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Rossi & Rossi and Janet Rady Fine Art are delighted to announce: Fire of Love, Amin Roshan’s
first solo exhibition in London.
Amin Roshan is an Iranian multi-disciplinary artist whose output is deeply informed by his
Bahktiari tribal heritage and his family’s involvement for many generations in the country’s oil
industry. Roshan was born in the Naftoon district of Masjid-i-Sulamain in the Khuzestan Province
of southwestern Iran, where the first oil well in the Middle East was discovered. His formative
years were shaped by the physical presence of oil in and around the streets where he grew up.
The family re-located to Ahwaz, a city in the South West of Iran near the border with Iraq, when
Amin was a child. Here he later trained in graphic design and so broke the family tradition of
employment in the oil industry.
His works draw on archive materials with oil, literally and metaphorically, sourced from home. The
role played by the British alongside the Iranians in the establishment of the oil industry lies at the
heart of his compositions. Historical British-produced maps, standard issue helmets and blow
torches are re-purposed as works of art with the deployment of crude oil and tea, the much loved
beverage. Vintage photographs of key political players and events, Bahktiari grave stones,
scenes from the Iran-Iraq war battle front and oil well heads demonstrate the clash of
civilisations and the socio-political and economic developments which ensued in the wake of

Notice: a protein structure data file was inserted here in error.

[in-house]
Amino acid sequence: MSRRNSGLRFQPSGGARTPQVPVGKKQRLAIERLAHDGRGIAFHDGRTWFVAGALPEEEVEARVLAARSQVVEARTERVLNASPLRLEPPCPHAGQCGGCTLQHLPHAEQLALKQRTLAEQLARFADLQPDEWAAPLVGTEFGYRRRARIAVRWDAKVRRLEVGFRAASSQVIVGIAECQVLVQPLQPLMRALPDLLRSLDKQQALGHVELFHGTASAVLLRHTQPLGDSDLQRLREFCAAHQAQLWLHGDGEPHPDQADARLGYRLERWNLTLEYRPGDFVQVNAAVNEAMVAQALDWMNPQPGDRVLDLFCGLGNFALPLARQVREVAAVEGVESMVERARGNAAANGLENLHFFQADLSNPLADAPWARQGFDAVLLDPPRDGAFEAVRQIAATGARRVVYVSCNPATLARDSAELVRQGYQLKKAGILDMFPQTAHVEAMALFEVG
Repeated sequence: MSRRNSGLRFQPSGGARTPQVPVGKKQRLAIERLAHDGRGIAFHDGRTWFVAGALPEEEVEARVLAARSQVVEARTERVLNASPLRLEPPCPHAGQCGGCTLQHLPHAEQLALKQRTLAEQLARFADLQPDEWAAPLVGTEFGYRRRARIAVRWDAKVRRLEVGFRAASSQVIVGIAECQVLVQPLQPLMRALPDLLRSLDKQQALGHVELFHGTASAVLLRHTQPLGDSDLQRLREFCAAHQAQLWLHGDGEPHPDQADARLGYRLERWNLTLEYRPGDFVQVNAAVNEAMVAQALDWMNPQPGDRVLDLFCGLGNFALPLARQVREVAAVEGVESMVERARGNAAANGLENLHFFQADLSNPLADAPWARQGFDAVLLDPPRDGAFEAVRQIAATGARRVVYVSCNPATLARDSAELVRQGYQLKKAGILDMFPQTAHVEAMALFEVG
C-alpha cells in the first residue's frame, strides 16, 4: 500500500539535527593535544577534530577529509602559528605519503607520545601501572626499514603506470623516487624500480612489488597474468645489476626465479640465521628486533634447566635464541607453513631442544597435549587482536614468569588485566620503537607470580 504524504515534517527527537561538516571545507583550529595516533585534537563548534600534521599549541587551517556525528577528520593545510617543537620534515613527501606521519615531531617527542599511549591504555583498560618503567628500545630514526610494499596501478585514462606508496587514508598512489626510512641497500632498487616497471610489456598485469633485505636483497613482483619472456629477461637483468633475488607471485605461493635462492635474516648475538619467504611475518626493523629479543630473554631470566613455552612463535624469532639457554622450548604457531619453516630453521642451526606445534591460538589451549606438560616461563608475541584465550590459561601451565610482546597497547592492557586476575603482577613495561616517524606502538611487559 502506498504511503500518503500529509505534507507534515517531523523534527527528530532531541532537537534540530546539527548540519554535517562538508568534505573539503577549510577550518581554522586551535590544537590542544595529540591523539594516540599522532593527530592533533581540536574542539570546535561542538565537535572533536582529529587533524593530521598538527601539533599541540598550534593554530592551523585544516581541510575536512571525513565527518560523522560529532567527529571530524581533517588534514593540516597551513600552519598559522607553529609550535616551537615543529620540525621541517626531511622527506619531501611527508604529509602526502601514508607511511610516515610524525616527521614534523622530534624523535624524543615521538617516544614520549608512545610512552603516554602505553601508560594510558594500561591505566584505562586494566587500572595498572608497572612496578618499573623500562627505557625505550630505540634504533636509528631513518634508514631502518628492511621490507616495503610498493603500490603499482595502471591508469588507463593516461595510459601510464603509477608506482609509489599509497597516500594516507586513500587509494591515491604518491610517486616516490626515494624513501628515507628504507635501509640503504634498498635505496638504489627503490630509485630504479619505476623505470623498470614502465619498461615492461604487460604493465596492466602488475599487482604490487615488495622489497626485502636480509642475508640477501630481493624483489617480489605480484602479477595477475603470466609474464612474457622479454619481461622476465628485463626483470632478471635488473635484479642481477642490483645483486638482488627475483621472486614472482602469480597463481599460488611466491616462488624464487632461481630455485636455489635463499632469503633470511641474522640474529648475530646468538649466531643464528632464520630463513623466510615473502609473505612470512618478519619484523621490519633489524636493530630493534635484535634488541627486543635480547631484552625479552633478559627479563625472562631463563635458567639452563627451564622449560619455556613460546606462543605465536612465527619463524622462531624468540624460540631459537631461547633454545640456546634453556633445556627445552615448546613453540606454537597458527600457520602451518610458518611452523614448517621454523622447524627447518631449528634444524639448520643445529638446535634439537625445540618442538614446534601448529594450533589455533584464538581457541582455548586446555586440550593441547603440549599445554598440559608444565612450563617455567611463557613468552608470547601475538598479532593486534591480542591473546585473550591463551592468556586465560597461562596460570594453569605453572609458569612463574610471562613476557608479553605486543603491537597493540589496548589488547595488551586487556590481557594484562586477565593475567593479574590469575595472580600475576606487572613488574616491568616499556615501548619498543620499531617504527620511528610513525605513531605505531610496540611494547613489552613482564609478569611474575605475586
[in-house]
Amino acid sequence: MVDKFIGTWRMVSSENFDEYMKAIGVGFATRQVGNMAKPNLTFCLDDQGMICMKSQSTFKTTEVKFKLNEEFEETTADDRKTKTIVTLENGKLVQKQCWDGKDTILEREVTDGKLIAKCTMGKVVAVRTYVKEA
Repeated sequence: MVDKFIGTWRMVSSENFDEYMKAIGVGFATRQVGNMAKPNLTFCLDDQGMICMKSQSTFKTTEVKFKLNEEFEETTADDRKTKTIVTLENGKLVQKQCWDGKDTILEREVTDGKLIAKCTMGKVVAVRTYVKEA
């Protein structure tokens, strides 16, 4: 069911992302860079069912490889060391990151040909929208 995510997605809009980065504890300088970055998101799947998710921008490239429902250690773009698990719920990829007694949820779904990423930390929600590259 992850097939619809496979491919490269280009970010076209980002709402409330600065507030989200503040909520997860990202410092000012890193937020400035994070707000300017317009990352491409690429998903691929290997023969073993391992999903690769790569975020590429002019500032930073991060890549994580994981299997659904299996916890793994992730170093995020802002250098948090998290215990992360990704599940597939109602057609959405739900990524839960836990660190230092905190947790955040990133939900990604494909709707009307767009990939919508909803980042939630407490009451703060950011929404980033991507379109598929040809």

the exploitation of oil. Refreshingly, Roshan’s works neither condemn nor celebrate the oil
business, rather he presents the cautionary view of an informed insider fluent in the complexities
of the subject.
Amin Roshan is a multidisciplinary Iranian artist whose practice is deeply informed by his Bahktiari tribal heritage and his family’s involvement for many generations in the country’s oil industry.
It is not easy to say why I have chosen oil. Living in an oil land and an oil family is not the sole answer. The main reason may be its extensive impact and influence, not only on my life and my family, but also on the geography of Iran.
British presence in “Masjed Soleiman” city was the onset of Iran and Middle East industrialization. Britons lived there for 60 years, some were born and some were died in the city, their graves can still be seen with English fonts; the only intact relic. However I can see a lot of British relics, like its effect on my tribe “Bakhtiari” language and dialect, who still use English words. I was also influenced by this event.
Once, in December 1919, Henry Berenger said: “He who owns oil ... has empire.” Though correct Berenger words, oil brought a flood of loss to the land of Iran, lasting up to date, instead of empire.
I was born where the first oil well in the Middle East was discovered, Naftoon district of “Masjed Soleiman” city located in the southwestern of Iran, somewhere near the border of Iran and Iraq.
My grandfather was a hardworking laborer who worked on these wells for many years. After retirement, he was replaced by my father who retired after 34 years and my older brother took his place. I was 12 years old when my family left the city because of toxic gases release, but all the memories are still vivid to me. Smell of oil streams, childhood games with tar, walking over oil pipelines in the way of school ..., all are still alive for me. Today I draw these childhood images on painting canvas with oil material, crude oil. I collect this crude oil from a valley in Masjed Soleiman. The oil accumulates there from about a hundred years ago and converts the soil to a strange matter, something like black mud but with the color and smell of oil.
21 Georgian House
10 Bury Street